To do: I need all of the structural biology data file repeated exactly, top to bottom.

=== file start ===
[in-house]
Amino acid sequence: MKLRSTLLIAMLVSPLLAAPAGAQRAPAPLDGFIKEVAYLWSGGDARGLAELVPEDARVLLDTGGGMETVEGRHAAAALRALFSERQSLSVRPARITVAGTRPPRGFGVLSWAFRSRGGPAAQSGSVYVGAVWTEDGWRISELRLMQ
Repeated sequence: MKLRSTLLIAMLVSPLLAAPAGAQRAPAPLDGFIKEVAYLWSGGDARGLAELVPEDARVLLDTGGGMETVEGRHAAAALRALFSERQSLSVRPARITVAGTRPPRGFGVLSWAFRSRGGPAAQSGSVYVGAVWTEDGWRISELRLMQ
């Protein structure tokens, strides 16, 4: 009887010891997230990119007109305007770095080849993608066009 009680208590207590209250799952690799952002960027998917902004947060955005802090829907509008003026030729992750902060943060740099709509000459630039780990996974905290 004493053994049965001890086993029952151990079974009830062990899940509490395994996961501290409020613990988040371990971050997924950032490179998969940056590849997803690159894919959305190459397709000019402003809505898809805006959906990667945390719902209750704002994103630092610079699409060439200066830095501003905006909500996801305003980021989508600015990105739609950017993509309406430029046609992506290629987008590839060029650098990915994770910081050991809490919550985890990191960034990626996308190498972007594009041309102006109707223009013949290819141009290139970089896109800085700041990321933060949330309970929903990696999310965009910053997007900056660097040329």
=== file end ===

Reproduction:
[in-house]
Amino acid sequence: MKLRSTLLIAMLVSPLLAAPAGAQRAPAPLDGFIKEVAYLWSGGDARGLAELVPEDARVLLDTGGGMETVEGRHAAAALRALFSERQSLSVRPARITVAGTRPPRGFGVLSWAFRSRGGPAAQSGSVYVGAVWTEDGWRISELRLMQ
Repeated sequence: MKLRSTLLIAMLVSPLLAAPAGAQRAPAPLDGFIKEVAYLWSGGDARGLAELVPEDARVLLDTGGGMETVEGRHAAAALRALFSERQSLSVRPARITVAGTRPPRGFGVLSWAFRSRGGPAAQSGSVYVGAVWTEDGWRISELRLMQ
């Protein structure tokens, strides 16, 4: 009887010891997230990119007109305007770095080849993608066009 009680208590207590209250799952690799952002960027998917902004947060955005802090829907509008003026030729992750902060943060740099709509000459630039780990996974905290 004493053994049965001890086993029952151990079974009830062990899940509490395994996961501290409020613990988040371990971050997924950032490179998969940056590849997803690159894919959305190459397709000019402003809505898809805006959906990667945390719902209750704002994103630092610079699409060439200066830095501003905006909500996801305003980021989508600015990105739609950017993509309406430029046609992506290629987008590839060029650098990915994770910081050991809490919550985890990191960034990626996308190498972007594009041309102006109707223009013949290819141009290139970089896109800085700041990321933060949330309970929903990696999310965009910053997007900056660097040329």